Now the Brexit deal has been signed off in Brussels, attention turns to Westminster.
MPs will get their say on whether they approve of the deal or not. Several days of debate will be followed by what’s known as the “meaningful vote”. This is expected to take place in the week beginning 10 December.
Any attempt to work out the parliamentary arithmetic can only be an estimate so all numbers should be treated with caution. As things stand, though, there seems to be a majority against the proposed deal.
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Theresa May relies on the 10 Democratic Unionist Party MPs for her majority in the House of Commons. Their opposition to the proposed deal alone could make winning the vote tricky but the prime minister’s problems don’t end there.
Some 57 Conservative MPs have signed up to the StandUp4Brexit campaign which argues that the proposed deal leaves the UK too close to the EU. (That includes Charlie Elphicke who is currently suspended from the party but generally votes with the government.)
Added to those are the seven pro-Brexit MPs who resigned from government or party jobs on 15 November. And several more who have publicly stated they are opposed to the deal.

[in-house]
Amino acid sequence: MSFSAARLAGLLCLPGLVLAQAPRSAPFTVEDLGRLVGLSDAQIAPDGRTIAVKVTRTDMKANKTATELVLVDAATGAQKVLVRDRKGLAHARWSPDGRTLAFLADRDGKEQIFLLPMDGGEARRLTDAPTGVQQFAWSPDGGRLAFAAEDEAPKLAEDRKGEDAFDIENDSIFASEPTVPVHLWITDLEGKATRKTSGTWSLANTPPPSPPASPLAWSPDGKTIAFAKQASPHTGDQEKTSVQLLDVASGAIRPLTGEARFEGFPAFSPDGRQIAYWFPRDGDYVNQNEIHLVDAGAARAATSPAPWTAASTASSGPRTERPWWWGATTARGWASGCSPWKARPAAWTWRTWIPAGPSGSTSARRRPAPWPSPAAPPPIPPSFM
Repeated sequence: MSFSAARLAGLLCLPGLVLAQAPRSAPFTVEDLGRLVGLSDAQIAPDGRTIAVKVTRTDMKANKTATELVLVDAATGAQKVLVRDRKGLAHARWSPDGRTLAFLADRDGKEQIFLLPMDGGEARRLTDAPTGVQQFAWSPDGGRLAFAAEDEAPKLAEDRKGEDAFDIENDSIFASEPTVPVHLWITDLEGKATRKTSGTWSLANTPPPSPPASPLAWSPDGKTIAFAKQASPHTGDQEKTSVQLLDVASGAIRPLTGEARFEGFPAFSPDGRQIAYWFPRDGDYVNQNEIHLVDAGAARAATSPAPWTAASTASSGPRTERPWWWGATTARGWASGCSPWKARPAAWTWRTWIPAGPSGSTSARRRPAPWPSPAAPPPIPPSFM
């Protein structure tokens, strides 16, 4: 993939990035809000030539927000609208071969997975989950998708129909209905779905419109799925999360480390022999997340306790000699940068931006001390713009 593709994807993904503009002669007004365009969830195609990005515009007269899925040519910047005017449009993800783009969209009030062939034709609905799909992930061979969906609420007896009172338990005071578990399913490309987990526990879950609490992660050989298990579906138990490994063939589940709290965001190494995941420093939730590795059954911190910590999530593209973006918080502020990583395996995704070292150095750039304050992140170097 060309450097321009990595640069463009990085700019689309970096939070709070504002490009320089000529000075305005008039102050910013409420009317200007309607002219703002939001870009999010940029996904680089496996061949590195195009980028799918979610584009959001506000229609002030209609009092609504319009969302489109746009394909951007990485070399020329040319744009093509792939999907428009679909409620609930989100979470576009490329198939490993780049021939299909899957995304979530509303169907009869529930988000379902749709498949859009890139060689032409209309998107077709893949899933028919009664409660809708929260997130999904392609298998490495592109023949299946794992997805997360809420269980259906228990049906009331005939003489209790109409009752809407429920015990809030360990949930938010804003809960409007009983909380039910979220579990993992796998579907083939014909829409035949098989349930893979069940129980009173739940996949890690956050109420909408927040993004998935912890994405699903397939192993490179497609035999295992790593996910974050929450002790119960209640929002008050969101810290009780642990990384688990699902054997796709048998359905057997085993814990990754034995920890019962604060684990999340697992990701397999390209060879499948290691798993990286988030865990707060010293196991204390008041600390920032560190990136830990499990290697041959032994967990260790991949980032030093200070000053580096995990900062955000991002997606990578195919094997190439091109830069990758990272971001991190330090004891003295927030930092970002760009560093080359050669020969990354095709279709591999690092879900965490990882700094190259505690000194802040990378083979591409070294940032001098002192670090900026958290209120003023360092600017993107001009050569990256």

Then there are, perhaps, a further dozen or so Conservative MPs from the Remain wing of the party who support the People’s Vote campaign for another referendum or would like a closer relationship with the EU.
All in all, there are around 80-90 Tories currently set to defy the government.
Some of them have only said they can’t support the deal which, perhaps, suggests, they might abstain when it comes to the crucial vote. But others are more hardline.
On the other side of the calculation, there are a handful of pro-Brexit Labour MPs who might back the deal. And a further group who could vote for it to stop the possible alternative of a “no deal” Brexit.
There’s also one Liberal Democrat MP, Stephen Lloyd, who says he’ll vote in favour of the deal to fulfil a pledge he made to his constituents.
As things stand, though, this group isn’t big enough to outweigh the DUP and Conservative rebels.
Things can change of course. Mrs May will hope to persuade some of the rebels and more opposition MPs. But she has a long way to go.
Brexit: Can Theresa May get her deal through the Commons?}